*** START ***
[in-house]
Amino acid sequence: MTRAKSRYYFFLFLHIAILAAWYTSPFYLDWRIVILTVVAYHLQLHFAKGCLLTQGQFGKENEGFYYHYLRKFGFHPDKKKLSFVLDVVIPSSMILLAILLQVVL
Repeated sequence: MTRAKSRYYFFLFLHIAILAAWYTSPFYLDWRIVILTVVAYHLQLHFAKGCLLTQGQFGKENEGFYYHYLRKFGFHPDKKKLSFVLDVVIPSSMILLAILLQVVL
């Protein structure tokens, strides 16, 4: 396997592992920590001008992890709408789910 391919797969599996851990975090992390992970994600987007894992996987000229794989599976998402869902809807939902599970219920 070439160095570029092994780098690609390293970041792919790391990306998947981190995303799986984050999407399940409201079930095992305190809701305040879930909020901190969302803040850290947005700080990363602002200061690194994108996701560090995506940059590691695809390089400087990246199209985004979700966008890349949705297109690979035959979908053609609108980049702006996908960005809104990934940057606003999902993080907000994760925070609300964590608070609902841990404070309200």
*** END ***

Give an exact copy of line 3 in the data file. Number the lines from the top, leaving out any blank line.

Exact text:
Repeated sequence: MTRAKSRYYFFLFLHIAILAAWYTSPFYLDWRIVILTVVAYHLQLHFAKGCLLTQGQFGKENEGFYYHYLRKFGFHPDKKKLSFVLDVVIPSSMILLAILLQVVL